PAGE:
In celebration of World Rabies Awareness Day, we would like to remind you that the first step to protecting your family from rabies is getting your pets vaccinated. Not only is it required by law, but it is an easy and nearly painless way to stop the spread of this deadly virus. Make sure your pet is up-to-date with his or her rabies vaccine. If your pet’s rabies vaccination is overdue, please call our hospital so we can schedule a vaccination appointment!
Along with vaccines, it is important to educate yourself about the rabies virus. The more you know, the better you can protect your family, yourself, and your beloved pets from this deadly virus.

Rabies is carried by warm blooded animals and is typically fatal. Rabies is one of the oldest diseases known to man. Aristotle in 300 B.C. described this disease as being caused by the bite or tooth scratch of an infected animal. He further stated that once the symptoms of the disease appeared in man or animal, death occurred in a few days. This is as true today as it was in ancient times.
Rabies is transmitted through bites and less commonly, scratches. If you are bitten by any wild animal or a pet with no rabies vaccination history or out of date vaccine, you should go directly to the hospital for treatment. If possible, you should try to contain the animal that has bitten you or contact your local animal control officer to assist with the capture of the animal. If you work with wild animals regularly, you should speak to your doctor about getting vaccinated for rabies to prevent infection should you be exposed to the virus.

Keep Away From Wildlife and Unfamiliar Animals

Photo: RaccoonMore than 90% of all animal rabies cases reported to CDC each year occur in wild animals. The main animals that get rabies include raccoons, bats, skunks and foxes.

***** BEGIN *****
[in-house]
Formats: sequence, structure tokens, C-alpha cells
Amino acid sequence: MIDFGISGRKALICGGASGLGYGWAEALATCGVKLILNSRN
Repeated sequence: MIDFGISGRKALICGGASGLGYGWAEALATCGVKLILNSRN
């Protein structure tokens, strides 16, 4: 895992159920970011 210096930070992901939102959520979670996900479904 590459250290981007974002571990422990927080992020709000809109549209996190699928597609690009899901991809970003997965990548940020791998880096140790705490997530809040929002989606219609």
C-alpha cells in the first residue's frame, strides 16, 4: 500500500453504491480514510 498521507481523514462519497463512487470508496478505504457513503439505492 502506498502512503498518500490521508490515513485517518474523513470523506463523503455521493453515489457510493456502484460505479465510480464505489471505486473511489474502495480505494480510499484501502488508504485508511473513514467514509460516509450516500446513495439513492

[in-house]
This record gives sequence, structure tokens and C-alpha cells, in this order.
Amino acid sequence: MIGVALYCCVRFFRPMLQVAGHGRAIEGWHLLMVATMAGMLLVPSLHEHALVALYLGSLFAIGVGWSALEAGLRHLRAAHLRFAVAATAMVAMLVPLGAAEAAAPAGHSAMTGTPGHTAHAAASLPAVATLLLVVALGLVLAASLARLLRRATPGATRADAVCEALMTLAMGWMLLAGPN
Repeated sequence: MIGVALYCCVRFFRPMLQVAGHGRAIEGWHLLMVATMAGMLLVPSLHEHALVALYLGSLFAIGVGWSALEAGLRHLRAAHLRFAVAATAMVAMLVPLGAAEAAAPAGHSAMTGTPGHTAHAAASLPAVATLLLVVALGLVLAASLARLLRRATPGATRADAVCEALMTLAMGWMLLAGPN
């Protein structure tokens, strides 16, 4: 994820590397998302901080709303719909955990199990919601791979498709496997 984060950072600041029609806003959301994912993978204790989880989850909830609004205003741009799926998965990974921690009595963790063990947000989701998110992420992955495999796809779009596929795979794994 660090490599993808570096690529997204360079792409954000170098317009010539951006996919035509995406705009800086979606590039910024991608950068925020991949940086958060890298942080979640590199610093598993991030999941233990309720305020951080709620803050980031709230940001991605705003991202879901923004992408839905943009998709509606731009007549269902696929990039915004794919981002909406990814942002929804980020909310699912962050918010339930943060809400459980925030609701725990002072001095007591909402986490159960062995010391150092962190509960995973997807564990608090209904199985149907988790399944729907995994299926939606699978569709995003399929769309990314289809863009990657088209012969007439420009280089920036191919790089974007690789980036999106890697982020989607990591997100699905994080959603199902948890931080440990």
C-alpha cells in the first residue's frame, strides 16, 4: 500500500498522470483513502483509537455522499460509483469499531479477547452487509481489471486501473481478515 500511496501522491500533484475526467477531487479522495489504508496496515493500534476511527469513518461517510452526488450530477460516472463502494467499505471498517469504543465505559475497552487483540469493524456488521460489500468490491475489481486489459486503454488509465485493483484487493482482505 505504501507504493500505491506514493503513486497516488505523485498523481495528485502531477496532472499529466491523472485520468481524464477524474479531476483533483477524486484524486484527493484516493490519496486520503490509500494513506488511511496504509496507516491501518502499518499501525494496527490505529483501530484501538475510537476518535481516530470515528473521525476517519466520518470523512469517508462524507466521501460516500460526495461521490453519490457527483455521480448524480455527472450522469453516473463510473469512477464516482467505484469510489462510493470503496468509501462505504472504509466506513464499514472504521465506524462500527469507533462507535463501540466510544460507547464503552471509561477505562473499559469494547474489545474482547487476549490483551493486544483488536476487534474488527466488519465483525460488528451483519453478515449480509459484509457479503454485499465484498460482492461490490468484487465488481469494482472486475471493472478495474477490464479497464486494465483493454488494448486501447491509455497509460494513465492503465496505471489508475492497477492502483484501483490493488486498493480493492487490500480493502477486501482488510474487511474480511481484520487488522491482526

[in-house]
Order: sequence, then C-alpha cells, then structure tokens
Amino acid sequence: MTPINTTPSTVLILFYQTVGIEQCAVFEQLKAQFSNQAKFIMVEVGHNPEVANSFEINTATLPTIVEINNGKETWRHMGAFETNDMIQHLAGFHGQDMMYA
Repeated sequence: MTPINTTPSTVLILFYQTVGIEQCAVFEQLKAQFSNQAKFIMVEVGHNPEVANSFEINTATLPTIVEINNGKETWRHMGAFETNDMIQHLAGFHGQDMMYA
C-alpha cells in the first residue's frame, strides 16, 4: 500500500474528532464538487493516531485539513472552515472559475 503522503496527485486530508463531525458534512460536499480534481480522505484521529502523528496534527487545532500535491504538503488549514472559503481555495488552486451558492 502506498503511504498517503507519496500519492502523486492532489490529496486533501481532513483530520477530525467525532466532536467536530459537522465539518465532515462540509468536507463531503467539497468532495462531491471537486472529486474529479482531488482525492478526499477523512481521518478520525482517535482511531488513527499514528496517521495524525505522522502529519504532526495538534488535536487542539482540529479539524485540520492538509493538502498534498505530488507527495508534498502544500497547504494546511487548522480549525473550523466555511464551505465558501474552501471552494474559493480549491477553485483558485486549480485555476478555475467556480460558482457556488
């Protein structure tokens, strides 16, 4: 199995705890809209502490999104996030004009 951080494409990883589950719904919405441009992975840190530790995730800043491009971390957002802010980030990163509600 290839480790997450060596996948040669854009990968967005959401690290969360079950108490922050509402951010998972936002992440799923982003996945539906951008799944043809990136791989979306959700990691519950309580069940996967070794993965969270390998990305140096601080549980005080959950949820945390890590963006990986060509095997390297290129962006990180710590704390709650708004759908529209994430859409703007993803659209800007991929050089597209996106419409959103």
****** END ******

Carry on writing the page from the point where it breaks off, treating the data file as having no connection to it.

One of the best ways to protect yourself and your family is to avoid contact with wild animals. Do not feed or handle them, even if they seem friendly.

Unfamiliar animals that are often thought of as pets, such as dogs and cats, should also be avoided. These animals are often in contact with wildlife and can also transmit rabies to humans.

If you see an animal acting strangely, report it to animal control. Some things to look for are:

  • General sickness
  • Problems swallowing
  • Lots of drool or saliva
  • An animal that appears more tame than you would expect
  • An animal that bites at everything
  • An animal that’s having trouble moving or may even be paralyzed

If a wild animal is in or near your home, do not panic! Clear your family from the area and open doors and windows to allow the animal to escape on its own. If the animal doesn’t leave, call your police department or animal control officer. DO NOT try to pick up a wild animal, particularly one that is either cornered or injured. A cornered animal has the instinct to bite. One easy way to prevent wild animals from coming too close to your home is to cover and secure your garbage cans.
Some of the human rabies cases in the United States have been caused by rabies virus transmitted by bats. Awareness of the facts about bats and rabies can help people protect themselves, their families, and their pets. This information may also help clear up misunderstandings about bats. When people think about bats, they often imagine things that are not true. Bats are not blind. They are neither rodents nor birds — and most do not have rabies. And while bats have an evil reputation for sucking blood, only three out of the thousand or so species of bat actually feed on blood. These vampire bats are found only in tropical Central America, and usually feed on livestock blood.

Bats are incredibly beneficial animals and play key roles in ecosystems around the globe, from rain forests to deserts. Bats eat insects, including agricultural pests and mosquitoes. One large brown bat can consume up to 6,000 mosquitoes in one night. The best protection we can offer these unique mammals is to learn more about their habits and recognize the value of living safely with them.
Most pets that have died from rabies were either never vaccinated against rabies or never received booster vaccines. Most people that have died from rabies did not understand how to prevent rabies or the necessary post exposure protocols that needed to be taken.
On September 28th please take the time to educate your family on this serious threat and check to make sure that your companions are protected.
If you have any questions about rabies, the status of your pet’s vaccination, or any other issue, please feel free to contact us.
For complete information about rabies, visit the US Centers for Disease Control’s Rabies Website